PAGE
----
So why, on new construction, do I see something like the picture to the right? This wasn't the only problem with the deck, by the way. Flashing details were wrong and the railing was loose, to mention two other problems.
Still, the beam connection was . . . unique. I left the resolution up a bit. First, notice that the joists are attached to a 'beam'. The scare quotes are warranted. They are actually attached to a 2x6 that is cut on either end. In other words, the wood holding up the deck is unsupported from below. It's held in place by screws to the outer 2x6. The outer 2x6 is supported by a piece of untreated wood screwed into the column. It is a prescription for failure.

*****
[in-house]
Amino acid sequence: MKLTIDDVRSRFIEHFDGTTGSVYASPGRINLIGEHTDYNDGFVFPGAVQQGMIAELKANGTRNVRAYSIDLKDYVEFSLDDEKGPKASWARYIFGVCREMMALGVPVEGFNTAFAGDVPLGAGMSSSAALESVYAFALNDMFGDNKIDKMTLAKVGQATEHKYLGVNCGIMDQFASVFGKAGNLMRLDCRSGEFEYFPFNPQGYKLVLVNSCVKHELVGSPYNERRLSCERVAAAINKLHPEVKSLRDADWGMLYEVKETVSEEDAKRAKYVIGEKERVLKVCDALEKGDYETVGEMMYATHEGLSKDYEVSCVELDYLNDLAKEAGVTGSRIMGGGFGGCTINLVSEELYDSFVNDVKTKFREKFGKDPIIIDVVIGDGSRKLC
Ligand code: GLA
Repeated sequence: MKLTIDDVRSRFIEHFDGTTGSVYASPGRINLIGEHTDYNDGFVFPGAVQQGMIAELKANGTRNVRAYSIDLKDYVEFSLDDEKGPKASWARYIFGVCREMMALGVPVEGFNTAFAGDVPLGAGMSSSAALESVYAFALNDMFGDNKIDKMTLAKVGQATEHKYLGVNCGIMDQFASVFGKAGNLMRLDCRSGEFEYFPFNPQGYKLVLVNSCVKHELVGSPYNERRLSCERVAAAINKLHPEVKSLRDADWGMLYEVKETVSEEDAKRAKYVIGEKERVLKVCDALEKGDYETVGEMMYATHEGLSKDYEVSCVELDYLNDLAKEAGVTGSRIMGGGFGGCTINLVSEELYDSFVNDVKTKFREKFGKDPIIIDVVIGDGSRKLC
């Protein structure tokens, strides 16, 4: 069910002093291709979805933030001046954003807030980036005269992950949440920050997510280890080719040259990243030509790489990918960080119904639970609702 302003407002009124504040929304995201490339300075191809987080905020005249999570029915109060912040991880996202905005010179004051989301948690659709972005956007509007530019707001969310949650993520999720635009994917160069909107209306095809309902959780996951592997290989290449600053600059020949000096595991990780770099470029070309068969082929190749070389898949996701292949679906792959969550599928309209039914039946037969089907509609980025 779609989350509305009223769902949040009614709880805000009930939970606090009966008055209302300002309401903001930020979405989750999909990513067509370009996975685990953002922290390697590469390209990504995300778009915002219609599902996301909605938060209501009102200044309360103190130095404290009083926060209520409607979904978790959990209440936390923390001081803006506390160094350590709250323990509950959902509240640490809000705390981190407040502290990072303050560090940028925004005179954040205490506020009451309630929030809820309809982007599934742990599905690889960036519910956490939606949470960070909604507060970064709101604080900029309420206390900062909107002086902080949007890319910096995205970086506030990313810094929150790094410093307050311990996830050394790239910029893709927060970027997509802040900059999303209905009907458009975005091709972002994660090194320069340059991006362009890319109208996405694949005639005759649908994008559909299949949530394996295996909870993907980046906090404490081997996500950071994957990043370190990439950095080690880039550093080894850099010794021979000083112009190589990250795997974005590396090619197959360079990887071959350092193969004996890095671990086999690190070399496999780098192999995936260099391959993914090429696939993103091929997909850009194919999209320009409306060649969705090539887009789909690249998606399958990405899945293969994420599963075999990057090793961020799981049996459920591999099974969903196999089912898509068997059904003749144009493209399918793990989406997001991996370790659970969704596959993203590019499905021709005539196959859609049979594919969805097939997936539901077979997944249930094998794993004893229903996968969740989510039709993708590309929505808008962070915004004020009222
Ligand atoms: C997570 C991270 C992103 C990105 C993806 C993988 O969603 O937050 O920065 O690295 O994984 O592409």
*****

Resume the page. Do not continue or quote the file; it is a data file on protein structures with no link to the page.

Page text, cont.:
The DCA6 (Design for Code Acceptance 6 -2012) is a prescriptive standard for success. It has two specific means for making this connection so it is safe and endures through the years.
The first is to notch the 6x6 column to allow the beam to bear directly to the column and held in place with 2 1/2-inch through bolts with washers.
The second method is to have the beam bear to the top of the column and use a post cap to secure the assembly together.
Both of those methods are code-approved and have been for years. Which you use depends on the size of your beam and the elevation from the ground.
Sadly, not enough contractors keep up with the changes and continue to build the way Uncle Bob did back in the day. It's not that hard. The design standard is a free download from the AWC site. Every inspector should have the DCA6 on their field computer for fast reference.
For those of you interested in the nitty-gritty details of deck construction, studying the DCA6 is a great place to start. For those who just want to make sure their inspector has done the studying, make sure they have read and understand the standard. It's your family, or your client's family, that is having a party on the deck.